A HUMAN RIGHTS activist, who was once imprisoned and exiled by his native government, has been sworn in as Tunisia’s new president.
Dr Moncef Marzouki, 66, is head of the secular centre-left Congress for the Republic, which he founded in 2001. He was exiled for his opposition of the country’s former president Zine el Abidine ben Ali.
After Ben Ali fled the country amid massive revolt last January, Marzouki returned from France to a hero’s welcome.
During his swearing-in ceremony yesterday, Marzouki emotionally vowed to be a president “for all Tunisians”, saying that he would represent all of the country’s women – whether or not they wore the veil. He added that the world would be watching Tunisia’s “laboratory of democracy”.
However, Marzouki warned that time and patience would be required to overcome the challenges ahead: ”We have to preserve the spirit of the revolution, speed up reforms, create job opportunities and encourage investments without exploiting people,” he said.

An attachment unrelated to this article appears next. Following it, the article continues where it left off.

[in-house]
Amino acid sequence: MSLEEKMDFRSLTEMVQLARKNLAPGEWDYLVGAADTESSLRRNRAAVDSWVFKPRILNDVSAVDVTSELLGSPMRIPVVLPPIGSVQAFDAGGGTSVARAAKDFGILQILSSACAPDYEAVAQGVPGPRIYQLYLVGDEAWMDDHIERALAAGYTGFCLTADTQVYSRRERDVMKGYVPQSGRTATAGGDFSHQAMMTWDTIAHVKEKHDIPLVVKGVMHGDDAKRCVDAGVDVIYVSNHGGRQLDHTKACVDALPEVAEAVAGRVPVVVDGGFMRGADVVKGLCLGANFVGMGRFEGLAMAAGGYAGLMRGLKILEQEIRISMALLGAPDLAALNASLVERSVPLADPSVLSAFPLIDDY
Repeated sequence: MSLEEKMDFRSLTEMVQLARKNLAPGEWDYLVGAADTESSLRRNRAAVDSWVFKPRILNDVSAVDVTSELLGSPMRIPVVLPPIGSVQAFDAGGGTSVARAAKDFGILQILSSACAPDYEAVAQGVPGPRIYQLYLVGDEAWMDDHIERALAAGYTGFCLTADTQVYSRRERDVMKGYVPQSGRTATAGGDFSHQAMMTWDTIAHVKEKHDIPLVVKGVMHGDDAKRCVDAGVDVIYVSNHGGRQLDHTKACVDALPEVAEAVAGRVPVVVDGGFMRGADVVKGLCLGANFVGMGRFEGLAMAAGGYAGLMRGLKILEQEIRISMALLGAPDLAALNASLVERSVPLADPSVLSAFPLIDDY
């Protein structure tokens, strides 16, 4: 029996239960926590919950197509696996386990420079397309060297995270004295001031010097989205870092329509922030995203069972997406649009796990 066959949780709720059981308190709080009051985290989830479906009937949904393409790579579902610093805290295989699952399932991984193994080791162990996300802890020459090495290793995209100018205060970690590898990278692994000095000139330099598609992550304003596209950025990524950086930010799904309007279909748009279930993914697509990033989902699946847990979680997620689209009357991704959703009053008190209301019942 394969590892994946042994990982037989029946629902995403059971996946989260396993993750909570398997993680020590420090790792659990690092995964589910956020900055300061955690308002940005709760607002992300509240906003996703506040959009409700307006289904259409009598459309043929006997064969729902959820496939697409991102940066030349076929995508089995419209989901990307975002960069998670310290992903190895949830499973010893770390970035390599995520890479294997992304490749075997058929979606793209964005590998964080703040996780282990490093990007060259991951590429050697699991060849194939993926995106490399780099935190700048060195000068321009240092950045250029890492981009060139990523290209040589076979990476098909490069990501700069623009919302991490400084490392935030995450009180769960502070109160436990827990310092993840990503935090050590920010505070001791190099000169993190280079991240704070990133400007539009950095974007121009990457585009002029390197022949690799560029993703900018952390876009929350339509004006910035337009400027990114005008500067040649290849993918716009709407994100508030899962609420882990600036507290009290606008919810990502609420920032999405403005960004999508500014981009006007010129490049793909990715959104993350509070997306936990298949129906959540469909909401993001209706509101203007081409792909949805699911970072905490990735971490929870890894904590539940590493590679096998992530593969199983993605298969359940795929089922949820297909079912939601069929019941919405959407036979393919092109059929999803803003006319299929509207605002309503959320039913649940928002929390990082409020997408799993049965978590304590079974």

He added: “We have to stress our Arab, Islamic identity but at the same time we have to reach out to the west.”
More than 40 opposition members returned blank ballots on the presidential vote, saying that it was “democratic window dressing”, the Los Angeles Times reports. However, Marzouki thanked both those who had voted for him and those who had not – saying that their message “had been received”.
Marzouki’s role will be the second-most powerful in the country, the Guardian reports. As president, he will set Tunisia’s foreign policy and be commander-in-chief of the armed forces – but in both respects he will also have to secure the consent of the Prime Minister.